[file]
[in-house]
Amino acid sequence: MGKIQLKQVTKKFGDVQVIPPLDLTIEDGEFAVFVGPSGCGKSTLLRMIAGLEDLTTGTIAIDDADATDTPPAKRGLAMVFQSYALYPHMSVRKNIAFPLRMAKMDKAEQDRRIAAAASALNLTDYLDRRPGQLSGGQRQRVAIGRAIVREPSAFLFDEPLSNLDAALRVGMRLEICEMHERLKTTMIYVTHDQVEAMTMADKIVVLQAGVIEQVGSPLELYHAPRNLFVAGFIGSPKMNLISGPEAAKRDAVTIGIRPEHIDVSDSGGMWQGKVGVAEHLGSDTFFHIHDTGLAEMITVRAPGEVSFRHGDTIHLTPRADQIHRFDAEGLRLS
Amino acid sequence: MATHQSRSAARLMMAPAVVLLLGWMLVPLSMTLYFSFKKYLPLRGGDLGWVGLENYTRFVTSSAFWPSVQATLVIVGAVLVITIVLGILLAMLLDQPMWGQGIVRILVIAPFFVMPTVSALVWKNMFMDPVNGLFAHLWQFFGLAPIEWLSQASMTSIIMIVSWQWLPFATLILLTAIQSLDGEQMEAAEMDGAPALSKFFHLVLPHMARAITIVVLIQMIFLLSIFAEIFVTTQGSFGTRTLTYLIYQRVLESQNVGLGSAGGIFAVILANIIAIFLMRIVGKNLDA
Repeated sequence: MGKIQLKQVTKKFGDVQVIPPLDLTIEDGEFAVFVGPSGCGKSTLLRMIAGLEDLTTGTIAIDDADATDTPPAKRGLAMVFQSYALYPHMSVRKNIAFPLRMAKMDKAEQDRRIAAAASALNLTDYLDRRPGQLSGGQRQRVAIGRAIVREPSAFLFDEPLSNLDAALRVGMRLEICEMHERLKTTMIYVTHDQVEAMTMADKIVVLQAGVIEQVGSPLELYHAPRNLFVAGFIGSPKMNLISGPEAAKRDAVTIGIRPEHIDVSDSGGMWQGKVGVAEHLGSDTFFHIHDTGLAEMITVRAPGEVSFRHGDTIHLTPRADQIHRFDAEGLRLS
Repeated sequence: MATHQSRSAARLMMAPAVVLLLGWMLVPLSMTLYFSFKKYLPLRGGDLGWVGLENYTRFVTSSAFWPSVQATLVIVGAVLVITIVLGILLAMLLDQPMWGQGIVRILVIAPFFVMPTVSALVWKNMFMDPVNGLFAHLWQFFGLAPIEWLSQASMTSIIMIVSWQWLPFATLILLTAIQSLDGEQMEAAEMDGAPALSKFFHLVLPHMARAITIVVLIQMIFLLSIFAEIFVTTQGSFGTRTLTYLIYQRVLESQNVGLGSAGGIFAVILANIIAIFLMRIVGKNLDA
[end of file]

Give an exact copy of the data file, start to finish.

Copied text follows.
[in-house]
Amino acid sequence: MGKIQLKQVTKKFGDVQVIPPLDLTIEDGEFAVFVGPSGCGKSTLLRMIAGLEDLTTGTIAIDDADATDTPPAKRGLAMVFQSYALYPHMSVRKNIAFPLRMAKMDKAEQDRRIAAAASALNLTDYLDRRPGQLSGGQRQRVAIGRAIVREPSAFLFDEPLSNLDAALRVGMRLEICEMHERLKTTMIYVTHDQVEAMTMADKIVVLQAGVIEQVGSPLELYHAPRNLFVAGFIGSPKMNLISGPEAAKRDAVTIGIRPEHIDVSDSGGMWQGKVGVAEHLGSDTFFHIHDTGLAEMITVRAPGEVSFRHGDTIHLTPRADQIHRFDAEGLRLS
Amino acid sequence: MATHQSRSAARLMMAPAVVLLLGWMLVPLSMTLYFSFKKYLPLRGGDLGWVGLENYTRFVTSSAFWPSVQATLVIVGAVLVITIVLGILLAMLLDQPMWGQGIVRILVIAPFFVMPTVSALVWKNMFMDPVNGLFAHLWQFFGLAPIEWLSQASMTSIIMIVSWQWLPFATLILLTAIQSLDGEQMEAAEMDGAPALSKFFHLVLPHMARAITIVVLIQMIFLLSIFAEIFVTTQGSFGTRTLTYLIYQRVLESQNVGLGSAGGIFAVILANIIAIFLMRIVGKNLDA
Repeated sequence: MGKIQLKQVTKKFGDVQVIPPLDLTIEDGEFAVFVGPSGCGKSTLLRMIAGLEDLTTGTIAIDDADATDTPPAKRGLAMVFQSYALYPHMSVRKNIAFPLRMAKMDKAEQDRRIAAAASALNLTDYLDRRPGQLSGGQRQRVAIGRAIVREPSAFLFDEPLSNLDAALRVGMRLEICEMHERLKTTMIYVTHDQVEAMTMADKIVVLQAGVIEQVGSPLELYHAPRNLFVAGFIGSPKMNLISGPEAAKRDAVTIGIRPEHIDVSDSGGMWQGKVGVAEHLGSDTFFHIHDTGLAEMITVRAPGEVSFRHGDTIHLTPRADQIHRFDAEGLRLS
Repeated sequence: MATHQSRSAARLMMAPAVVLLLGWMLVPLSMTLYFSFKKYLPLRGGDLGWVGLENYTRFVTSSAFWPSVQATLVIVGAVLVITIVLGILLAMLLDQPMWGQGIVRILVIAPFFVMPTVSALVWKNMFMDPVNGLFAHLWQFFGLAPIEWLSQASMTSIIMIVSWQWLPFATLILLTAIQSLDGEQMEAAEMDGAPALSKFFHLVLPHMARAITIVVLIQMIFLLSIFAEIFVTTQGSFGTRTLTYLIYQRVLESQNVGLGSAGGIFAVILANIIAIFLMRIVGKNLDA